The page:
Advertisement
  •  

Accuracy • Independence • Integrity

September 20, 2017   |   Ithaca, NY

News

Students network with graduate schools at fair

Ithaca College held its 12th annual Graduate and Professional School Fair from 5:30 to 7:30 p.m. Tuesday in Emerson Suites, giving students the opportunity to look into different graduate degree programs.

%image_alt%
Senior Emily George fills out an information request card for Sarah Lawrence University. George had difficulty finding graduate programs that dealt with her interests in English and writing. CONTRIBUTED BY KRISTIN LANSHE AND CHRISTINE PEARL

There were an assortment of programs represented including business, communications, education, health sciences, human services, law, medicine and public affairs.

The college’s Office of Career Services plans the fair each year in conjunction with other graduate school fairs across central New York career counselor Caryanne Keenan said.

“There is a wide array of schools that come to the fair so it opens up options for students,” she said.

This year 113 schools were present at the event. Keenan said the majority of these were law schools but “a really good mix of schools” was also represented.

Chloe Nelson, a junior anthropology major, said she plans to further her education at a graduate anthropology program. She said her issue with this year’s Graduate and Professional School Fair was that it underrepresented some disciplines.

“I got all the information I needed from the fair, but they need to incorporate more schools for the social sciences,” Nelson said.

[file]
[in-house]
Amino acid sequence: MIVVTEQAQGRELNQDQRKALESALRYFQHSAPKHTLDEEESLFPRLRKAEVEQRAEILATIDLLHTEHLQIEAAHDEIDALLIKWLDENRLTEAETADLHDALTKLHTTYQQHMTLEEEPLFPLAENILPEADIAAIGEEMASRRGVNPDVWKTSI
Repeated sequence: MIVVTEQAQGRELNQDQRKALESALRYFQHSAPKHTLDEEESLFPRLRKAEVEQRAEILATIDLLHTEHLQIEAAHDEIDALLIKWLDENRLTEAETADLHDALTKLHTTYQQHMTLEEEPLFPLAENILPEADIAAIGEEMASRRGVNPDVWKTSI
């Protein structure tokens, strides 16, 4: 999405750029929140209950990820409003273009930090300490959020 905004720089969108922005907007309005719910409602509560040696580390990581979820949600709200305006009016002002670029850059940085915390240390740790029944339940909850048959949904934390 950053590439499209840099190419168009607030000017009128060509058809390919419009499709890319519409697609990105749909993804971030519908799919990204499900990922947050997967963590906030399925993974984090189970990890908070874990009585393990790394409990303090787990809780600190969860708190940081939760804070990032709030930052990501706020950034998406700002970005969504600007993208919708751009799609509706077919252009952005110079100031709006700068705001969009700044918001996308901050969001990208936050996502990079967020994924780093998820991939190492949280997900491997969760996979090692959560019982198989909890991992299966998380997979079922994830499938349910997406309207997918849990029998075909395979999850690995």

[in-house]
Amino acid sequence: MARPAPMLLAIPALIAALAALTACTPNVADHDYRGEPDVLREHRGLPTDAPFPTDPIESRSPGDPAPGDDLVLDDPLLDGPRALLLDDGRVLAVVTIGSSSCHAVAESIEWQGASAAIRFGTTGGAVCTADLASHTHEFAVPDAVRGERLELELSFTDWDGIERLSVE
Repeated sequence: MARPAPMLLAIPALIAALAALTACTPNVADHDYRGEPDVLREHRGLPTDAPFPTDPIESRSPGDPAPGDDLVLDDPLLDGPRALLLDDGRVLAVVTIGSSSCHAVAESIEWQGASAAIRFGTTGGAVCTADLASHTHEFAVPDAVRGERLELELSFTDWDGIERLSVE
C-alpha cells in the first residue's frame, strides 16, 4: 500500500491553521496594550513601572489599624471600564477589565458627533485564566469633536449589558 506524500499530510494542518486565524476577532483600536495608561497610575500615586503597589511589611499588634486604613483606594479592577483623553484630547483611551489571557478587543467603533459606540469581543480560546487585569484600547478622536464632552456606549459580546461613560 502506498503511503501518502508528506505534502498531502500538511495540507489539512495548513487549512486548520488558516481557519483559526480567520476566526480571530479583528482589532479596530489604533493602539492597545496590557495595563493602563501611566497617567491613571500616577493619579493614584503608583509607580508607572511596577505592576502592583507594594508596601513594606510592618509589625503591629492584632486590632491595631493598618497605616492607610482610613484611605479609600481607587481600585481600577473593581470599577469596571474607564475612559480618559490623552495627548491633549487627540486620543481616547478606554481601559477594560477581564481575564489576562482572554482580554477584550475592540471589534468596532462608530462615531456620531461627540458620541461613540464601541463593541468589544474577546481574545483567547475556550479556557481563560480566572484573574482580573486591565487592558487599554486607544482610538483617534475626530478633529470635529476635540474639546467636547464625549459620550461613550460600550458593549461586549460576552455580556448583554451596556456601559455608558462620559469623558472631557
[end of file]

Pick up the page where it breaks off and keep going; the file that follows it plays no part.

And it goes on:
Junior Natalie Bell is still deciding on her plans for graduate school but has narrowed down her search to law or international studies. Bell attended the fair last year and found more law schools and less communications schools were in attendance this year.

“In the future they need more variety,” she said. “There were too many law schools. There was only one architecture program represented at the whole fair.”

But, Bell said the schools that were represented gave helpful information.

Following the general fair, panels addressed further student questions. There was a panel for those interested in law schools and medical schools, the two divisions with the highest representation. There was also a panel for general graduate programs.

Keenan said the panels are helpful to students who want more information on the application process or enrollment requirements.

“The fair gives students an opportunity for face-to-face contact with representatives from the school and to be able to make a positive first impression,” Keenan said.